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Affective Forecasting and Policy Capturing: Modeling Political Judgment
The American political landscape is defined by a two-party system of government with elites on either side of the ideological divide influencing a wide range of electoral behaviors. Voters use partisan affiliation as source of information, as a characteristic of their identity, and as a guide on how to understand and process social and political events. Although the influence of political affiliation on voter behavior is well documented, there are a subset of political decisions over which parties might hold less sway over individual choices. As American voters drift towards political independence and party elites engage in highly publicized intra-party debate on important policy issues, it is possible that the voting public becomes less responsive to partisan influence when considering whether to support specific policies. Two studies tested the boundaries of partisan affiliation on political decision-making by exploring the effect of voter emotions on political support for policy proposals. In Experiment 1 voters were presented with one of two policies, the criminal justice reform First Step Act and a policy of increased military aggression against Iran before reading an article designed to induce positive or negative emotions. Results showed that voters in the Iranian aggression condition were not responsive to emotional influence and instead voted consistent with party affiliation; however, voters in the First Step Act condition were more influenced by their emotional response to the policy than partisan loyalty. Experiment 2 focused solely on the First Step Act and took a policy capturing approach to modeling political judgment by creating a series of regression models which predicted political behavior using party affiliation, predicted emotions, and utilization of policy-relevant cues. Results showed that voter affective forecasts regarding the passage of the First Step Act were the most robust predictors of voter support. Taken together, these studies demonstrate that voters are more responsive to their emotions than to party loyalty, a finding which has implications for the study of political sub-groups and intra-party divisions.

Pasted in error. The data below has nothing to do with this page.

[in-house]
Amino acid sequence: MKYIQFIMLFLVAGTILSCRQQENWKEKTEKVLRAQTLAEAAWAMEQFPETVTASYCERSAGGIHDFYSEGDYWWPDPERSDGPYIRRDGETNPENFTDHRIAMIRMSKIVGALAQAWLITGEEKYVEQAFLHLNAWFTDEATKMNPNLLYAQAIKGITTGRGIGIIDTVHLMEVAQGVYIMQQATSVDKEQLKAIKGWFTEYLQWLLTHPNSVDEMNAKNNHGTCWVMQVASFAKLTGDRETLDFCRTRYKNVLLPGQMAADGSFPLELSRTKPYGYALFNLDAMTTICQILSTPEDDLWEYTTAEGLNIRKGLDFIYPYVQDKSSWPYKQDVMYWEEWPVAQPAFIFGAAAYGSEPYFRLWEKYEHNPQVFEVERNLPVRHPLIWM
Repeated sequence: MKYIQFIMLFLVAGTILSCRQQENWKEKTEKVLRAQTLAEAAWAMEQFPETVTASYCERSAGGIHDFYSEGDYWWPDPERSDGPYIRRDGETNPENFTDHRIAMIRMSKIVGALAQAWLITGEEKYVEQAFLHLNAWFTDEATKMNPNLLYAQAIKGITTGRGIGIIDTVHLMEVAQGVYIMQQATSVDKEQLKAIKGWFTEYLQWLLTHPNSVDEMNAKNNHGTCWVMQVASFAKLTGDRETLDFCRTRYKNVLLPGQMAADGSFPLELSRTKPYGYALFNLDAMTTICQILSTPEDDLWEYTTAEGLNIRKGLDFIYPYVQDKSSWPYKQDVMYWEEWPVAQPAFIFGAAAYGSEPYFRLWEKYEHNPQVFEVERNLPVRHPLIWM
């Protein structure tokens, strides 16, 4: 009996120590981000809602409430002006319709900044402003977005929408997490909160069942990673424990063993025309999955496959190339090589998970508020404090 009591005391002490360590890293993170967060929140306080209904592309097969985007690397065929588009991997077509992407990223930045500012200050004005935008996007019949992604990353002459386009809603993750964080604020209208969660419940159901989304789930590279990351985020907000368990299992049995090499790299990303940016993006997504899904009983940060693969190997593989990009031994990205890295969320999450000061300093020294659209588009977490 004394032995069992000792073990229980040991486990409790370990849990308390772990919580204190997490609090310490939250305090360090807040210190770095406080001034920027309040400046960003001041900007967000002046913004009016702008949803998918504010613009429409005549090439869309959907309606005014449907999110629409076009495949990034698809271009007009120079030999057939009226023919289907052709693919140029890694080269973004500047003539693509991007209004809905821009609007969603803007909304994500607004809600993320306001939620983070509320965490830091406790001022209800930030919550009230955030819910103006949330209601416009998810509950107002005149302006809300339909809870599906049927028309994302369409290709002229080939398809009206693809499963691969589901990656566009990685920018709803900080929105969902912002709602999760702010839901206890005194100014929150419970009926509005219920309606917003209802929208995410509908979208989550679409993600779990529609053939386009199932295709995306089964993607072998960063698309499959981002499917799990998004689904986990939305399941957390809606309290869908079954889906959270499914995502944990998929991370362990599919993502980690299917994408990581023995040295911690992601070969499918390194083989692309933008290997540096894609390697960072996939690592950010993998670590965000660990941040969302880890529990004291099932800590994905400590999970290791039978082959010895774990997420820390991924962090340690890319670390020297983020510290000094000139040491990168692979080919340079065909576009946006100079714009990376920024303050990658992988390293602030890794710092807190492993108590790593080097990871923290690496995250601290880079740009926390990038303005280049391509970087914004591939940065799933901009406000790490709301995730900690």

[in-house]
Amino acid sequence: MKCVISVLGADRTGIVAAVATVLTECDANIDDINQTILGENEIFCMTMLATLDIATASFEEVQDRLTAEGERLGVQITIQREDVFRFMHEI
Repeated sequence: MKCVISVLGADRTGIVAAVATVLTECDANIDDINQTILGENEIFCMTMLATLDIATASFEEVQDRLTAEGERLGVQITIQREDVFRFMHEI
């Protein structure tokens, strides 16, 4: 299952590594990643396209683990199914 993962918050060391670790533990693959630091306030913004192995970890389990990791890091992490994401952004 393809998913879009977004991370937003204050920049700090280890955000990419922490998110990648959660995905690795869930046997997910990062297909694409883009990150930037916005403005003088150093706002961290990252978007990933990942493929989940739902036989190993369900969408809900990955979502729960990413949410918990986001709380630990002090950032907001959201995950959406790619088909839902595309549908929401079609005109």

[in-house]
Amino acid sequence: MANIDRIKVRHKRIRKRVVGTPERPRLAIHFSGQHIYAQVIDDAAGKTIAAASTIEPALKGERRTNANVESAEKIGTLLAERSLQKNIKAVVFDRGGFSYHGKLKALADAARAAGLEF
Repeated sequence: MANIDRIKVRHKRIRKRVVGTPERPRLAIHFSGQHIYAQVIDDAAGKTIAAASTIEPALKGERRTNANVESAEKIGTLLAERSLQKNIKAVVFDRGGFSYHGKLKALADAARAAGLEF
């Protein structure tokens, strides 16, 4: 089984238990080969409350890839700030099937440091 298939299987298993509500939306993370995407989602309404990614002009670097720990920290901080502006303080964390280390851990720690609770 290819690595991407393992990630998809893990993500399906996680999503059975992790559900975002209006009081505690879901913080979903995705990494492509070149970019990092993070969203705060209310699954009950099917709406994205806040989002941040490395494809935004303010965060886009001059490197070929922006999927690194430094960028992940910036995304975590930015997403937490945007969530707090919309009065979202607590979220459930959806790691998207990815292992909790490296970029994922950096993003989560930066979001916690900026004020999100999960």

Social psychology|Behavioral psychology|Political science
Holloway, Colin P, "Affective Forecasting and Policy Capturing: Modeling Political Judgment" (2020). ETD collection for University of Nebraska - Lincoln. AAI28092512.